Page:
One more thing: BICS 2008 will also be where Time Bomb Comics second title officially makes it's debut, and we can't wait to see what attendees and fellow creators make of Dick Turpin and the Restless Dead. Reason to attend alone, methinks!

Wednesday, 3 September 2008

Black, White or Grey?

So here's the current Time Bomb Comics dilemma. I've received through a copy of the latest pages from Andy Dodd for the upcoming Dick Turpin And The Restless Dead, including page 11 which is posted above.

Why are there two versions? Well the top left page is the one I received first - and I got straight back to Andy saying that I really didn't go for the greytones on the page. I thought they looked out of place with the pure black and white of the rest of the artwork and, in particular, felt that the large central panel with the group of zombies lost a lot of its impact by having most of the figures fading into the background.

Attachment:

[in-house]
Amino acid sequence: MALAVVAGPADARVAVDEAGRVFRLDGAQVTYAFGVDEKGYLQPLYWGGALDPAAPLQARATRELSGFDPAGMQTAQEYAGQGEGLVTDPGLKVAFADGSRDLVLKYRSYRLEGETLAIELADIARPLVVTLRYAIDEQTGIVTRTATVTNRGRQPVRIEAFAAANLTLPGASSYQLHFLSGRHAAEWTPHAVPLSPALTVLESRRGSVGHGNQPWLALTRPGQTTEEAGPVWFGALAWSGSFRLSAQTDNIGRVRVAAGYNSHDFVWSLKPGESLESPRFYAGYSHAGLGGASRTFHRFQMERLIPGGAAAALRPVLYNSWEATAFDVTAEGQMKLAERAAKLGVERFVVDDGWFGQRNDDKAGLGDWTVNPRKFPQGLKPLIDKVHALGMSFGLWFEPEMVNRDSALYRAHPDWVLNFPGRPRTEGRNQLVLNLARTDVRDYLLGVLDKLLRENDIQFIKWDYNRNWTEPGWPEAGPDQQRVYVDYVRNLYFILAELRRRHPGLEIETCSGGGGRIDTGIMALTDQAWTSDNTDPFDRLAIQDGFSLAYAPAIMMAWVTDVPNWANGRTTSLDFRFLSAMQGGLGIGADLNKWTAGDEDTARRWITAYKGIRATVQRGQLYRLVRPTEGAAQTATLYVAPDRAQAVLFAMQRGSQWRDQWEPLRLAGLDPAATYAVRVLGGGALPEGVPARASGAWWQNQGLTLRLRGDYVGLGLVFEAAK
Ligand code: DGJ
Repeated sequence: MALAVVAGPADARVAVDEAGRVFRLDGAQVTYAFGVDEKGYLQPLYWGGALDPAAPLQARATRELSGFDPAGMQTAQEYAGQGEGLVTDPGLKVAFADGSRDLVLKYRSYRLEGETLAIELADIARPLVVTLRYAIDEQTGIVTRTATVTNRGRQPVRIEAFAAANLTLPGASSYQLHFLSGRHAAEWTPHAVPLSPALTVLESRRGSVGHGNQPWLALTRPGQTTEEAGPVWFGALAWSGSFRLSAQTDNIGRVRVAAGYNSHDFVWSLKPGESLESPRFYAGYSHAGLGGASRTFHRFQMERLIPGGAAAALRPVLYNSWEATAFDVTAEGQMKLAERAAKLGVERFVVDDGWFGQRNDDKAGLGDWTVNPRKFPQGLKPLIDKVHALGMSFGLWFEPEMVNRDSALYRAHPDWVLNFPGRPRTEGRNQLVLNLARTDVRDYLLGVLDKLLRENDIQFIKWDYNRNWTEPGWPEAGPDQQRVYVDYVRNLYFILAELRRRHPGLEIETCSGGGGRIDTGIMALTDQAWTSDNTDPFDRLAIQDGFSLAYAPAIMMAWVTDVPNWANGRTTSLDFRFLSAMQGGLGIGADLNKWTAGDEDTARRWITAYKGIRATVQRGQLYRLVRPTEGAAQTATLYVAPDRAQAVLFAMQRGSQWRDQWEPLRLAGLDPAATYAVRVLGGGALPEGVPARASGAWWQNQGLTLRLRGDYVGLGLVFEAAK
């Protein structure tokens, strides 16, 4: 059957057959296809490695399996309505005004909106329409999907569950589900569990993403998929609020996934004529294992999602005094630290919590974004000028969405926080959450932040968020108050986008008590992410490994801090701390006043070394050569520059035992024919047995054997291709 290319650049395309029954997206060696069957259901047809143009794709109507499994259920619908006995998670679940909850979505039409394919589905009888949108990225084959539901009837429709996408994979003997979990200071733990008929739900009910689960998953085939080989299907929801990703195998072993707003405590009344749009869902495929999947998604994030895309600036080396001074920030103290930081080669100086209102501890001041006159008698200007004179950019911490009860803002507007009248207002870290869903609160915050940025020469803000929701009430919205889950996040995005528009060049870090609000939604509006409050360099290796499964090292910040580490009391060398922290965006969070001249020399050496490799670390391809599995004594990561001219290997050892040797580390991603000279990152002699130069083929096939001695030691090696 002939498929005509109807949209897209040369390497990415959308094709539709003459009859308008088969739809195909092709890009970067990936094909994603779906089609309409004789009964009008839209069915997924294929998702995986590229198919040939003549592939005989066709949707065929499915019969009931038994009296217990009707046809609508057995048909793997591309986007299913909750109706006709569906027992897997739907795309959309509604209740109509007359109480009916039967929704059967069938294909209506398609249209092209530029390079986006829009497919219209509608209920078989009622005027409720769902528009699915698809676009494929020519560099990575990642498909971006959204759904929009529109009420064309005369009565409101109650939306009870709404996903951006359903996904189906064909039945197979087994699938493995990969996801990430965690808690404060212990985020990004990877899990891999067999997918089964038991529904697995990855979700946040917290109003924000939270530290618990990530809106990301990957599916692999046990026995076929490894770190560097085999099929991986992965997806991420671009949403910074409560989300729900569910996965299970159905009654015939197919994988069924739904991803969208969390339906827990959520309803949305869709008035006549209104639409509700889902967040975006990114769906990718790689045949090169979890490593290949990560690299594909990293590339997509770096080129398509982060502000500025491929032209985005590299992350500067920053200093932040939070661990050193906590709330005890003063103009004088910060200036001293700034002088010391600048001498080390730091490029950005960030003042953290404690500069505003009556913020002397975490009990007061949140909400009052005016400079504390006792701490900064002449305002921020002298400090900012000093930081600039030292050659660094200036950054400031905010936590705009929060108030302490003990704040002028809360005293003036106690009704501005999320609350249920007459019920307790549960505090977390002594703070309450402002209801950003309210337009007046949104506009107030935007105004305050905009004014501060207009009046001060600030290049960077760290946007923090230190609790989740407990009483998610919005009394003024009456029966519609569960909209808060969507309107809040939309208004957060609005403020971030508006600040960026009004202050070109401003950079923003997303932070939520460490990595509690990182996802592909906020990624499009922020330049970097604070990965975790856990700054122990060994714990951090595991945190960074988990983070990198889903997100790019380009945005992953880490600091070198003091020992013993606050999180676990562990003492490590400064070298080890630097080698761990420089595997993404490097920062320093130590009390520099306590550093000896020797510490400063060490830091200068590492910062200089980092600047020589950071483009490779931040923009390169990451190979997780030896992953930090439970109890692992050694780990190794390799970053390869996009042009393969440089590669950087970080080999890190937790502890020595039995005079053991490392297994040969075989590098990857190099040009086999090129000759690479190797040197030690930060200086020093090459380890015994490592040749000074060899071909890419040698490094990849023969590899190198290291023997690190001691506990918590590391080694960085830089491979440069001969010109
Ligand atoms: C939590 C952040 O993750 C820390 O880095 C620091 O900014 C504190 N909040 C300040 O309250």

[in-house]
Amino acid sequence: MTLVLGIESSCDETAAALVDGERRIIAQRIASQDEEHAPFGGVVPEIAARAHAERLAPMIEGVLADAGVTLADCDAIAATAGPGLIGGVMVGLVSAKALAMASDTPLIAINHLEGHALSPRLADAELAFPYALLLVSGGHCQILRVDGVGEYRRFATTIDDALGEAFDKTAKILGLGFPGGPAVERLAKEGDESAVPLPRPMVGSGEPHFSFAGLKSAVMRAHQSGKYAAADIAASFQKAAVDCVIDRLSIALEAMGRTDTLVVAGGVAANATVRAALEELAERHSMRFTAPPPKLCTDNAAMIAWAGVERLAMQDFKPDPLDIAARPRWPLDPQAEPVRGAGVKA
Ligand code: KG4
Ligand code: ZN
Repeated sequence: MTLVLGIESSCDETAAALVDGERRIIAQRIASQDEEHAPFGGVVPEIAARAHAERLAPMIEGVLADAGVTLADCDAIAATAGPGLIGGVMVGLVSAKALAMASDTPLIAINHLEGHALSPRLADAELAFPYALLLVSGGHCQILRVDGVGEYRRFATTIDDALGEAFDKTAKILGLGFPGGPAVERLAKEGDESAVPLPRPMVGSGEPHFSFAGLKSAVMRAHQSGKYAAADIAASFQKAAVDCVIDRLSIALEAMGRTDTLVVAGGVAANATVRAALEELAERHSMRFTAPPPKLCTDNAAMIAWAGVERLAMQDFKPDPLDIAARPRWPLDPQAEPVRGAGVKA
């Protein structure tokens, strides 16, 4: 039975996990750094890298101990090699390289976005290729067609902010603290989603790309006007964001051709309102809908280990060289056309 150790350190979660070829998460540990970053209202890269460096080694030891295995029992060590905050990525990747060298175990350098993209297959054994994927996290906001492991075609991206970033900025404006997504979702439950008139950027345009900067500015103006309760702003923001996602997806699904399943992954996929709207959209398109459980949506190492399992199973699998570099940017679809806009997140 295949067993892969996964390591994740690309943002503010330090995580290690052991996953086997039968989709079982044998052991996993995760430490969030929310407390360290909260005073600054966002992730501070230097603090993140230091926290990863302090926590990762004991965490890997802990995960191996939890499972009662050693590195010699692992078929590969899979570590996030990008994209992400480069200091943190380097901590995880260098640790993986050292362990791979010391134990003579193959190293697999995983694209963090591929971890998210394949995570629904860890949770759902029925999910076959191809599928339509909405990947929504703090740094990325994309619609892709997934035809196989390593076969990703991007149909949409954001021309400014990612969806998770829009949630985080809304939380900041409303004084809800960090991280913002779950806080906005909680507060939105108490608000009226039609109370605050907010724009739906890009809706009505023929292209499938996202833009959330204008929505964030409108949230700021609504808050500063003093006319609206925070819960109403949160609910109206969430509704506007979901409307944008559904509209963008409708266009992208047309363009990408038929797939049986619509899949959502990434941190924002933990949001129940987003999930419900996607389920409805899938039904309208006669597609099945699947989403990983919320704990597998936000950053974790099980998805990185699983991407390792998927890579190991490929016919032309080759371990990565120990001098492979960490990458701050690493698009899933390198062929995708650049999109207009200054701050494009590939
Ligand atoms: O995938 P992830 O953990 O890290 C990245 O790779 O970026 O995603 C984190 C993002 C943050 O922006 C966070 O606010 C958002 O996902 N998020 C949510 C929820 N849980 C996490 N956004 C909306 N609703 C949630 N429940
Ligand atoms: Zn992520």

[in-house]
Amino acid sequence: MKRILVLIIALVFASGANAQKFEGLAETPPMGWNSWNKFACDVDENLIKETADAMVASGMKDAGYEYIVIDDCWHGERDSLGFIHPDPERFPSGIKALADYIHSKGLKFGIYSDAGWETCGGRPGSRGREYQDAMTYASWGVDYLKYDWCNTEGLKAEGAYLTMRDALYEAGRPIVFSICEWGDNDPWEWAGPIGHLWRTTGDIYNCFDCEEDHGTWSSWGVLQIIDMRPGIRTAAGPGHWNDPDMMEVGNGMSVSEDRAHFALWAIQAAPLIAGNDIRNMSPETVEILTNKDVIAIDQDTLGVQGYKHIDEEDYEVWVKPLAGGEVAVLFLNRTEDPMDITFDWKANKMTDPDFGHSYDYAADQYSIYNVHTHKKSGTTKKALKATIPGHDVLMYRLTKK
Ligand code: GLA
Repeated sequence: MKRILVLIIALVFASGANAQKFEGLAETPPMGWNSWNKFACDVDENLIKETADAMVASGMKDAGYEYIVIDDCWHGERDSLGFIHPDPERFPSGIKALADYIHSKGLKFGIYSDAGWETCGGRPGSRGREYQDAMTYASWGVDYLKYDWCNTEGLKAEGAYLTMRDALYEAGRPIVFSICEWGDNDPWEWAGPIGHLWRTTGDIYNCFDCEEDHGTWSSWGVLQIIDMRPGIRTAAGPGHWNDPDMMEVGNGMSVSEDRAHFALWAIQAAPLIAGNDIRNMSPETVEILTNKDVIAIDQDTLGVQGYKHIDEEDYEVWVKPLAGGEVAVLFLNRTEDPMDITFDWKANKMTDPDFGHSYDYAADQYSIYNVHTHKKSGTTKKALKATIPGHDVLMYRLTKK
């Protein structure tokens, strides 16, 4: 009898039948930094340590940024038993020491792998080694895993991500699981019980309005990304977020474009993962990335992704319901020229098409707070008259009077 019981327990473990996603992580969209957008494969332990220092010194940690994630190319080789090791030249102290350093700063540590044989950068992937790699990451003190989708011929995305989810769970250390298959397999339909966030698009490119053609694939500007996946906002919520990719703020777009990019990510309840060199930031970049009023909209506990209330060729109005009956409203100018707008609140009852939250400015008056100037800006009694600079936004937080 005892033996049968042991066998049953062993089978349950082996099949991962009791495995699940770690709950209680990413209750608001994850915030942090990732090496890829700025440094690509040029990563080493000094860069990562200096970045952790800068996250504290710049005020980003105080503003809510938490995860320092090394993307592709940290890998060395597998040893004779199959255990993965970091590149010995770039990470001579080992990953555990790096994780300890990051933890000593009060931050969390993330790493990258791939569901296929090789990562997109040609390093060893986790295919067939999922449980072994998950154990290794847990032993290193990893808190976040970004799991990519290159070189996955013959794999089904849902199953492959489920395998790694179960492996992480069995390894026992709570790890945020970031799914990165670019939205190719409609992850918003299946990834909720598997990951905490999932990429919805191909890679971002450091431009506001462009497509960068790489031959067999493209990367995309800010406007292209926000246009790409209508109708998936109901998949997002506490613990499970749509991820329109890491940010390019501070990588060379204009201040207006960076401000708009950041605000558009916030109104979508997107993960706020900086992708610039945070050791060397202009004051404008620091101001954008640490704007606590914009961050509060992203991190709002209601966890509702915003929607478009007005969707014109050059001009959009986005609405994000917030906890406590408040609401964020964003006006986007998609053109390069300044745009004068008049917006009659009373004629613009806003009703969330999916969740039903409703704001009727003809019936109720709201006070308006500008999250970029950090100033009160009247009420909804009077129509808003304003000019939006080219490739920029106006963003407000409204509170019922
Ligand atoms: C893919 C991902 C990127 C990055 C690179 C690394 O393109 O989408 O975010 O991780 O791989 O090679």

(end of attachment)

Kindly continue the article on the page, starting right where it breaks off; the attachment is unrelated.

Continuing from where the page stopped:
The top right page is the revised version of the page, with the graytones either removed or converted to solid black. I thought this page was a huge improvement but now thought the final panel with the big black clouds was too much. Maybe that last panel needed a final tweak but all done and dusted.

Or so I thought. As well as sending the revised version to me Andy posted both versions on the Smallzone creators group - a fine invitation-only networking site similar to Facebook but set up exclusively for comic creators - asking for other creators opinions and general preference to which page version is best. What's been fascinating is that there's a pretty even split between those who prefer the original version to those who prefer the revised page. For example Bryan Talbot prefers the original grey-toned version. But then Leah Moore prefers the black and white revision.

Which leaves us pretty much in a quandary - a real six of one, half a dozen of the other kind of situation. However, at least everyone seems to be looking forward to seeing the comic itself irregardless of which version of page 11 they do prefer!

What's your choice?